Such is the true humility without which one cannot become a son of the heavenly Father. .15) and receive it in all simplicity as a gift of the Father instead of demanding it as due. p. but woe to one who scandalizes or despises them (18:6-10). new York.151. In other words. What does it mean to become like a child? The child's low status in society makes her a role model. the little ones should be the pastoral priority of the Community. paulist press . "Whoever does not receive the Kingdom of God like a little child will never enter it. The secret of true grandeur is "making oneself little" like a child (Mt 18.reveals that the Father does not want that not even one of the little ones be lost. The Child as a model of discipleship One of the most startling things that Jesus says in the Gospel has to do with children. 14 Given this culture. of the Church. Children are the symbols of the genuine disciples": "It is to such as they that the kingdom of heaven belongs" (Mt 19. thus revealing that they are on the same level when it comes to entering the kingdom. moreover.2003. Central to Jesus' ministry was a reversal of social order. Children are a part of "the least of these. little and disciple seem at times to be equivalent (cf Mt 10. Rubio. Jesus‟ society regarded children as small adults in training and obligated parents to practice strict discipline. A theology of marriage and family." "the actual envoy of the kingdom. Children's ability to receive. a refusal to honor status. for in his teaching. Children were understood to be simple or nonrational creatures who stood in need of training."Christ blesses the children (Mk 10. Jesus' advocacy of the child as a model follower becomes all the more striking. Jesus suggests quite plainly that children have qualities adults ought to develop. he is telling them again that "the greatest among you must become like the youngest.5) in order to get into this kingdom. The true disciples are precisely "the very little ones" to whom the Father has graciously wished to reveal. In the language of the gospel. and their dependence on others all of these qualities force adults to consider who they are in relation to God and other people. an insistence that those on the bottom of society had something that those on the top lacked.41). They should be in the centre of the concern of all.25f). When Jesus asks his adult followers to look more closely at children.14)." and this means that they ought to be heard. To those who thought of children as objects requiring care and formation.5 Jesus' attention to children: contains a radical message in the reversal of the usual relationship of adult to child and represents a sharp reevaluation of the pivotal social value of honor. 4). Jesus tells his disciples. as He did before to Daniel. 16).42 and Mk 9. Blessed are those who receive one of these little ones (Mt 18:5: cf 25:40. He must "return to the state of children" (Mt 18:3) and consent to be "reborn" (In 3. Indeed one should "accept the Kingdom as a little child" (Mk 10. It is not merely the learning of a lesson from the child but a turning around to adopt the way of the 5 Julie H. "the child becomes the criterion of discipleship. His secrets which are hidden from the wise (Mt 11. their innocence. their humility." In Mark 10: 15. and the leader like the one who serves" (Luke 22:26).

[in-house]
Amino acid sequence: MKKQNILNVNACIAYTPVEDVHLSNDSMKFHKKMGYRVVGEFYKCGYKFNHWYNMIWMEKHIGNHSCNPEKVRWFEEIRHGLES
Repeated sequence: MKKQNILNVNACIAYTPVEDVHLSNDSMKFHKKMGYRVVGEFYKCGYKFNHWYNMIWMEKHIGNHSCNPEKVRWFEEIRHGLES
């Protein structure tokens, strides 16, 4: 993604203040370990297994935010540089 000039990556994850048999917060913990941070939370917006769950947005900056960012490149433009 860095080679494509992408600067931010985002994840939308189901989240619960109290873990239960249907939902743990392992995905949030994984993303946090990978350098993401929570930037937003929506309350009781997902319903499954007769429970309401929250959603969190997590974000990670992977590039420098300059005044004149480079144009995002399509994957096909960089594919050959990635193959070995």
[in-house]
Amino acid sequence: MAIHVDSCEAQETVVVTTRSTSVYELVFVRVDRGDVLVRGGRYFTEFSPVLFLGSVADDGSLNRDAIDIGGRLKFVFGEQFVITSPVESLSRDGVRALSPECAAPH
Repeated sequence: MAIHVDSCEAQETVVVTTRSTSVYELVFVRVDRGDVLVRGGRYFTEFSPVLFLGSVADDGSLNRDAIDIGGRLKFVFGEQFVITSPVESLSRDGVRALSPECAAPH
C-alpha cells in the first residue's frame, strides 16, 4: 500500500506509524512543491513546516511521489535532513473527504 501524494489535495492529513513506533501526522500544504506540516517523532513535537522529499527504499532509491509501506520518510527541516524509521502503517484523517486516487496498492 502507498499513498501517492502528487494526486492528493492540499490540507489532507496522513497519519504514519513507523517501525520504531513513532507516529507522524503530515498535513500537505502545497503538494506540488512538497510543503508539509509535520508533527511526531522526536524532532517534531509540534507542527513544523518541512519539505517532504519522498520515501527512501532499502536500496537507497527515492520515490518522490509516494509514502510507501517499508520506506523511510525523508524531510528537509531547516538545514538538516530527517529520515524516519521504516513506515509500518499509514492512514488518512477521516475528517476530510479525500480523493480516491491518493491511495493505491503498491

The dependence of the child on his father and mother for his very life and for the attainment of maturity is at the root of the grave obligation which binds the parents to provide for his temporal welfare and to secure. Children’s Spiritual Formation and Role of the Parents God's formative activity with respect to His people‟s character is to a large degree revealed in discussion about the family. 6:20). by natural law. 2:651. towards marriage in Christ." The role parents played in the teaching of the Torah emphasizes the reason why the family unit was considered to be ordained by God at the creation of the universe and why its preservation was to be guaranteed. though mothers still had a voice in teaching the son. 2. Paul is particularly aware of the state of Imperfection that childhood represents (1 Col 13: 11. Freedman (New York: Doubleday. 46. "Ethics (OT). 1992). 20-25. USA. Parents must provide a truly Catholic atmosphere for the proper rearing of their offspring. for serious reasons and due precautions being taken. Can. the priory press.60 In Isaiah 28:23-29. Deut 4:9. Ex 10:2. in Gen. his religious. the charity of Christ should urge them to realize that 'charity begins at home. To care for the soul or spiritual welfare of the child is an obligation of parents.7 6 7 Temba L. civil and physical education (cf. The effect of home environment upon children. 32:7. 1962." Jesus gave special attention to the children and He always loved them. Provision must be made for his necessary intellectual education according to the standards of the society in which he will live-as a Catholic. 1." in The Anchor Bible Dictionary. 4. ed. Nature itself as well as positive law obliges the parents to care for the physical. modesty and religion-so that their children may guide themselves by their conduct. 18:19 God chooses Abraham "so that he may command his children and his household after him to keep the way of the LORD by doing righteousness and justice.14). unless the Ordinary. Yahweh taught the children of Israel. He urges Christians to concentrate on their growth in order to arrive at the "fullness of Christ" (Eph. 1113). The child should be given sacraments in due time. 3.child both in ready trust and dependency as the only way into the Kingdom. 4.6 When the child reached adolescence. p. and in identifying with the weak and the dispossessed as itself the way of the Kingdom. especially the susceptible young. Above all. the parents acquire authority over them. Augustine Rock. by all the means in their power. 12:26. chastity. 4: 12-16). . From the earliest age he should be taught his prayers and the fundamental doctrine and practices of religion and morality. cannot be overestimated. For example. This means that parents are bound. permits otherwise (Can. to send their children to Catholic schools. learning skills and developing character required for responsible adulthood (eg. a son would spend more time with the father. David N. They must themselves furnish an example of virtueparticularly of the virtues of justice. one reads "As the fathers and mothers of the households instructed their children. 1374).1: Eph:4. Mafico. mental and spiritual wellbeing of their children. Pro 1:8. As authors of the life of their offspring.175 . 13:8. 6:7. Gal.